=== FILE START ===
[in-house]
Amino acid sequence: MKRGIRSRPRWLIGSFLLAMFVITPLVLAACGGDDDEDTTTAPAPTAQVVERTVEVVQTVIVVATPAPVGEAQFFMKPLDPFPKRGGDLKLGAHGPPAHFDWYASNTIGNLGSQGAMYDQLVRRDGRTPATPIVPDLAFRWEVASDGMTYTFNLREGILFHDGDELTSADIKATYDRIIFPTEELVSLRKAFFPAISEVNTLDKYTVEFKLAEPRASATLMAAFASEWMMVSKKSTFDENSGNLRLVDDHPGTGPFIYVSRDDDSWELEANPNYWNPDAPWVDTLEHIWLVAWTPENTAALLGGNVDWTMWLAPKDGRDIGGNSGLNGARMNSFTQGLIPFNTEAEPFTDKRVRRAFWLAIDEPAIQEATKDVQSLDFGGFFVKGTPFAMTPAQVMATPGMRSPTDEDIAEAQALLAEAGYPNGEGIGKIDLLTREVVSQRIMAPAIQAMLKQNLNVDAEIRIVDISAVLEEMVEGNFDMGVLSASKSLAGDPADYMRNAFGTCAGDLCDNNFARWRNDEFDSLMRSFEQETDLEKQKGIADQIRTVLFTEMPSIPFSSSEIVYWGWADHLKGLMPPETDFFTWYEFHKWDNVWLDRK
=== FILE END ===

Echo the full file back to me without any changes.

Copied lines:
[in-house]
Amino acid sequence: MKRGIRSRPRWLIGSFLLAMFVITPLVLAACGGDDDEDTTTAPAPTAQVVERTVEVVQTVIVVATPAPVGEAQFFMKPLDPFPKRGGDLKLGAHGPPAHFDWYASNTIGNLGSQGAMYDQLVRRDGRTPATPIVPDLAFRWEVASDGMTYTFNLREGILFHDGDELTSADIKATYDRIIFPTEELVSLRKAFFPAISEVNTLDKYTVEFKLAEPRASATLMAAFASEWMMVSKKSTFDENSGNLRLVDDHPGTGPFIYVSRDDDSWELEANPNYWNPDAPWVDTLEHIWLVAWTPENTAALLGGNVDWTMWLAPKDGRDIGGNSGLNGARMNSFTQGLIPFNTEAEPFTDKRVRRAFWLAIDEPAIQEATKDVQSLDFGGFFVKGTPFAMTPAQVMATPGMRSPTDEDIAEAQALLAEAGYPNGEGIGKIDLLTREVVSQRIMAPAIQAMLKQNLNVDAEIRIVDISAVLEEMVEGNFDMGVLSASKSLAGDPADYMRNAFGTCAGDLCDNNFARWRNDEFDSLMRSFEQETDLEKQKGIADQIRTVLFTEMPSIPFSSSEIVYWGWADHLKGLMPPETDFFTWYEFHKWDNVWLDRK